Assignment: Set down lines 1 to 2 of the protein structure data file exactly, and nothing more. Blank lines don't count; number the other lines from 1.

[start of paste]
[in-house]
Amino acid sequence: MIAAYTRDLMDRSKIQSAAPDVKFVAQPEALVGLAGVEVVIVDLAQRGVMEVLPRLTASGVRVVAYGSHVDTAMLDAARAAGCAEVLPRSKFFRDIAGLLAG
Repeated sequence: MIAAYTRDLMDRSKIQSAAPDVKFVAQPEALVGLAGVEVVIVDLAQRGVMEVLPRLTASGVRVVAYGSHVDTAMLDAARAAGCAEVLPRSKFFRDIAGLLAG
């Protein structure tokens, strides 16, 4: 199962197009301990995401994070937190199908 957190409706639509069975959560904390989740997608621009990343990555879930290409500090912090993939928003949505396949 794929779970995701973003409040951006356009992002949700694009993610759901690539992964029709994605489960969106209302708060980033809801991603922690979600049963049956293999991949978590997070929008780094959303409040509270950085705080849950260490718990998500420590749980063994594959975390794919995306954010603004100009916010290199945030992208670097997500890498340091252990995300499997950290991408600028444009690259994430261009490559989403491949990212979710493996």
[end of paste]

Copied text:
[in-house]
Amino acid sequence: MIAAYTRDLMDRSKIQSAAPDVKFVAQPEALVGLAGVEVVIVDLAQRGVMEVLPRLTASGVRVVAYGSHVDTAMLDAARAAGCAEVLPRSKFFRDIAGLLAG